A personal rule: in general, it can be useful to perform non-linear operations before linear ones. One reason behind that is that a lot of practical concerns are related to outliers or suspect behavior, which can easily be smoothed by linear filters. Let me reformulate. If $f_i$ denote filters, and $s_i$ signals, should one do $f_0 \ast(s_1 .s_2)$ or $(... 2 The discrete convolution of a signal$x[k]$with an impulse response$h[k]$, where$k$is the discrete time index, is computed as $$y[k] = x[k] \ast h[k] = \sum_{n=-\infty}^{\infty} x[n] \cdot h[k-n].$$ for a given sample index$k_0$, e.g.$k_0 = 0$, you can compute the first sample of your exercise as $$y_\text{hp}[k_0] = \sum_{n=-1}^1 x[n] \cdot g[k_0-... 2 Classic filteration is indeed done using convolution. Though I have seen broader definition of filtering as shaping the signal in its frequency domain which can be done in many other methods as well. Of course you can create meaningful operations using element wise operations and even specifically multiplication. Think of the case you have a noise with the ... 2 I figured it ouy. In order to display DFT image properly they need to be log scaled. I used the log transformation s = c*log(1+r) where r is your normalized input image, and c is a constant. Plot s and you will be able to see the DFT correctly. %Log transform of DFT Image normalized_dftImage_F_uv = F_uv_dftImage/255; c1 = 1; s_LogTransform_F_uv_dftImage = ... 1 There are a lot of misconceptions in the way that the problem has been posed (in particular, X(\omega) as defined by the OP in the first version of his question -- he has since then deleted the definition -- ) has nothing to do with the matter), but when \{x(t)\} is a wide-sense-stationary (WSS) process, then the processes \{y_1(t)\} and \{y_2(t)\} ... 1 The sharper the filter is in the frequency domain, the longer the impulse response will be. This typically leads to "time blur" or "ringing" in the time domain. In addition, a zero phase filter is non-causal, so you get "pre-ringing" and any sharp onsets or transients in the time domain get degraded. The long impulse response also leads to a long "... 1 DCTs (they exist under different flavors) map data along some cosine-related frequency axis, from 0 to... the maximum frequency of your data, which we don't know, since we don't have its sampling frequency. So the realtive frequency index is implicit, between 0 and 255/256 in relative frequency. 2.669825 , mostly probably, is the DC component, here ... 1 The sharp peaks are actually due to segmentation and concatenation, you need to have overlapping segmentations. The peaks occur on the edges of segments mostly. In following figures I tried to show what I mean, blue curve are Hanning function coefficients. I did not understood why your application is so, but if it is essential to process your signal in ... 1 In general you will need to multiply first and then low pass filter. You also have to make sure that your sample rate is high enough so the multiply doesn't create aliasing. Let's look at a simple example: feed a 1kHz signal into a loudspeaker and measure current and voltage to determine the average (thermal) power with maybe a 100ms time constant. The ... 1 Plus is the simplest operation : z = x+y. Fourier is inherently linear, and good at addressing it. However, most processes and data combination are nonlinear, and they should be dealt with. The second simplest operation is multiplication. Homomorphic filtering deals with z = x\times y. It is more complicated, especially because of zeroes. Logarithms ... 1 In image processing, an image f can be seen as a function from positions (or coordinates) to values (the pixel values). If the image is grayscale, the values are just real numbers in the range [0, 1] (or, equivalently, in the range [0, 255]). However, each pixel of an image can also have a color different than grey (e.g. red). In that case, we need "... 1 First of all, I want to thank Fat32 and Hilmar for answering the question. I'm sorry I couldn't answer before, because I had some external problems to solve. Finally I was able to solve the problem by using the reverse time property of the Zeta-Transform (despite having some difficulties with the initial conditions). Consider a non-minimum phase system ... 1 Here is one way to think about it: Let's say you have an unstable transfer function, which is unstable because of a single pole outside the unit circle. We can write this as$$H_0(z)=H_{stable}(z) \cdot \frac{1}{1-z^{-1} \cdot p}$$That's a cascade of the stable and unstable part. Now we can multiply this with a unity filter that has a pole and zero at the ... 1 An unstable system can be stablized by all-pass decomposition for exampe, but simply constructing the anti-causal impulse respone extension will not provide the same output; so I think it's not possible, but I'm not rigorous at this point. Following just shows why. Assume that your unstable and causal IIR filter has the impulse response$h_+[n]$and by ... 1 Zero-phase filtering is a non-causal procedure, so it cannot be done in real time, only offline (or pseudo real-time, i.e., with a sufficient delay). A zero-phase filter needs to have a purely real-valued frequency response, and, consequently, it must have an impulse response that is even with respect to the time index$n=0\$, i.e., it is non-causal. Zero ...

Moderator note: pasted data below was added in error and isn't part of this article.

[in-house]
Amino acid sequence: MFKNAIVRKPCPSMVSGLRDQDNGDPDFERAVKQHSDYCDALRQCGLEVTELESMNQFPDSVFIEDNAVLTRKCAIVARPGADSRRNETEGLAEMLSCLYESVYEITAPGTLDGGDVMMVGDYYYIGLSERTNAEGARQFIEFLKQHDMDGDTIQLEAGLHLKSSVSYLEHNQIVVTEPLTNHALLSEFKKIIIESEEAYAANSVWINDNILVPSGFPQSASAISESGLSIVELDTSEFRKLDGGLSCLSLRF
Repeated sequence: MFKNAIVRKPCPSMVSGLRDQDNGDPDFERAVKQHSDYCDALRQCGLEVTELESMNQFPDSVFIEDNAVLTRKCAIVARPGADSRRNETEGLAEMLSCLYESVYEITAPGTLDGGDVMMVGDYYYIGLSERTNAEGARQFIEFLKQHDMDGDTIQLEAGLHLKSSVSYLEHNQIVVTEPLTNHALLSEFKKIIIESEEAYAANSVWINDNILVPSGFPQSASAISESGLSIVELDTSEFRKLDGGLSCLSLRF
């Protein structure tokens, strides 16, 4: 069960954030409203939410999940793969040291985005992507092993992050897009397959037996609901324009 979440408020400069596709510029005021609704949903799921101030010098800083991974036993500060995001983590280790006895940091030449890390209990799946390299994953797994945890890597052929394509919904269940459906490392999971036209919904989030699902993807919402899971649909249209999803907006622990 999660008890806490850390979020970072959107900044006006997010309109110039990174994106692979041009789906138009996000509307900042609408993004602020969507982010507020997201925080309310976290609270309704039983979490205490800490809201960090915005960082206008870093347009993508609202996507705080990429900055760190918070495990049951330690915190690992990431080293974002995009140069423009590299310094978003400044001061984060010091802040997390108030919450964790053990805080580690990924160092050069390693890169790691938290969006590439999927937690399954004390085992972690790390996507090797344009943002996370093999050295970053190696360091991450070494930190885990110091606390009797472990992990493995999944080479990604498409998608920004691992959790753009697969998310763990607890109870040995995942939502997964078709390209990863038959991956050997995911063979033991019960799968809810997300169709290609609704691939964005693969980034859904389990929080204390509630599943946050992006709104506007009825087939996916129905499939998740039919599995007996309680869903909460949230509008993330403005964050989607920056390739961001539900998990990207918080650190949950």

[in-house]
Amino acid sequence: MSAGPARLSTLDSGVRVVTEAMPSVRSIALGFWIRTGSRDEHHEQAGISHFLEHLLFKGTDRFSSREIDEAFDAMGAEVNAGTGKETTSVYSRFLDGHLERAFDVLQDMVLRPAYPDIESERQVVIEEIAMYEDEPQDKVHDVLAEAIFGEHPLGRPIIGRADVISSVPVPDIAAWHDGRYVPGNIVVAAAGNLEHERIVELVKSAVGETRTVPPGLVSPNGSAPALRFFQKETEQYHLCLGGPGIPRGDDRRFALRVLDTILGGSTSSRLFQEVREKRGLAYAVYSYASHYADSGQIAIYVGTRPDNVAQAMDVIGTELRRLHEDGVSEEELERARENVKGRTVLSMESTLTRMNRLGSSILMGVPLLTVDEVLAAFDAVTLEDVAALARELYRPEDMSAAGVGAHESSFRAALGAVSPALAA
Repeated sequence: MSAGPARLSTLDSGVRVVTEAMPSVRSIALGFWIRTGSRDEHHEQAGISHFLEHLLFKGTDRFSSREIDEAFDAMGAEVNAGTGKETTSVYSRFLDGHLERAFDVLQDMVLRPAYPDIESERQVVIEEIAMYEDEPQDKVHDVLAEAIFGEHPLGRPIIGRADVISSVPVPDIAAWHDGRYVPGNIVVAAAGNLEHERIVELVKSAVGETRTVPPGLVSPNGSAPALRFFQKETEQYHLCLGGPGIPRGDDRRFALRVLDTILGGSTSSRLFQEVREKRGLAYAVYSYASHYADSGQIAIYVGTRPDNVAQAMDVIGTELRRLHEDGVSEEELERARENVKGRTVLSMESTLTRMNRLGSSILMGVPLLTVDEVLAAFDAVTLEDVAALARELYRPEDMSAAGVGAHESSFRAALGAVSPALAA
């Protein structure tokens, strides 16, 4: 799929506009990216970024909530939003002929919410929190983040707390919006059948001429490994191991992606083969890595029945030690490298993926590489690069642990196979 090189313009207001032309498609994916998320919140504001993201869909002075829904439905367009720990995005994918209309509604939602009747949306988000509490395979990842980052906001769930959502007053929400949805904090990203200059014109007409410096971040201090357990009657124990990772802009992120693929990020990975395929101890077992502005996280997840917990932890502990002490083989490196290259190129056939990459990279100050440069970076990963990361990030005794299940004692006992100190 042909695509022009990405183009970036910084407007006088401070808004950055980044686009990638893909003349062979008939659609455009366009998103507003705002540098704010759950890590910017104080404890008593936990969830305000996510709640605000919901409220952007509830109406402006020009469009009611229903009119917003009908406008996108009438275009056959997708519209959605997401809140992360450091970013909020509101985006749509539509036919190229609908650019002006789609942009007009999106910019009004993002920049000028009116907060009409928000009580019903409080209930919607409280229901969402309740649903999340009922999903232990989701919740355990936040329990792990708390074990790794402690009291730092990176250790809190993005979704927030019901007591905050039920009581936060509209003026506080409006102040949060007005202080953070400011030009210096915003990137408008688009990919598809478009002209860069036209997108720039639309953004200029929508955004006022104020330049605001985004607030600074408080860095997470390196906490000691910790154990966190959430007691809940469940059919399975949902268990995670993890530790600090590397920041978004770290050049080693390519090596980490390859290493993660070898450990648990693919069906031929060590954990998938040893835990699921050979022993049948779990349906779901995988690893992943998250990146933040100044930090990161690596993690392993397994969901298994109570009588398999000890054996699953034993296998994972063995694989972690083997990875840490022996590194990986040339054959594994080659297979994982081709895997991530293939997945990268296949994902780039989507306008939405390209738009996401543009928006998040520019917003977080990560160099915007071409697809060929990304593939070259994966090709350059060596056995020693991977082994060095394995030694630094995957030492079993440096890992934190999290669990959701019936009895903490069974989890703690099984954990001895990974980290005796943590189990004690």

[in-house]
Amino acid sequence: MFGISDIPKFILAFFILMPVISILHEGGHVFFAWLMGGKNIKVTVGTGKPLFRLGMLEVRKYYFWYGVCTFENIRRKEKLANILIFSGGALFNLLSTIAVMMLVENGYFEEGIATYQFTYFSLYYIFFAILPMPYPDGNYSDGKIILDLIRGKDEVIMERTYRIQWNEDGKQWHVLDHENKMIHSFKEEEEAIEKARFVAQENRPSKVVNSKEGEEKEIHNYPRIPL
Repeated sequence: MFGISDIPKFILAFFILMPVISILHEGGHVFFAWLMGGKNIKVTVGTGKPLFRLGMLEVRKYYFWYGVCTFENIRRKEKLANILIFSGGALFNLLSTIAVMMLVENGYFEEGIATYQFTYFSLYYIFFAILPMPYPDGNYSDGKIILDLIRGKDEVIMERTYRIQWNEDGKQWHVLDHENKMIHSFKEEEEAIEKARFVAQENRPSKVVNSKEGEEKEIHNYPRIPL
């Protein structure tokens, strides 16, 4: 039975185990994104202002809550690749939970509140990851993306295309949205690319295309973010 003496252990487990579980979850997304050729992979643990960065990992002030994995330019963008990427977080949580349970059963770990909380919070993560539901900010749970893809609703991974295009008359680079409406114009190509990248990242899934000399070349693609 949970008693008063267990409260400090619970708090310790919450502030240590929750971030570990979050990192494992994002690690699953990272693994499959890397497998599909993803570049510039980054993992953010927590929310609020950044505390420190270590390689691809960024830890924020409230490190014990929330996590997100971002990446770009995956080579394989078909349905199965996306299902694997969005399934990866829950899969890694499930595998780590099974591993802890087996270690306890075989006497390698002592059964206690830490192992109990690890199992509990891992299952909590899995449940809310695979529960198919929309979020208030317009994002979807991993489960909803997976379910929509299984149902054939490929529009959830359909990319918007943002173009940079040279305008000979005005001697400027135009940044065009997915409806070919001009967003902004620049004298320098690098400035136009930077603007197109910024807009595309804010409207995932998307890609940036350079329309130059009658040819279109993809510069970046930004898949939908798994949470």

1

If allowed, I would view the signal in the frequency domain (2048 pt FFT for a single symbol, Fs=30.72Mhz). Anything outside the central 1200 carriers in the symbol is "noise" and shouldn't be there. You can filter the noise by setting the outer FFT bin amplitudes to 0, then convert back to the time-domain or perform other signal processing as desired. ...

1

Median filter is considered good because unlike averaging filter which ruins the edges of an image by blurring it to remove the noise, median filter removes only the noise without disturbing the edges. Well, median filter is the best and only filter to remove salt and pepper noise. Hope this helps:) Thank you!!!

Only top voted, non community-wiki answers of a minimum length are eligible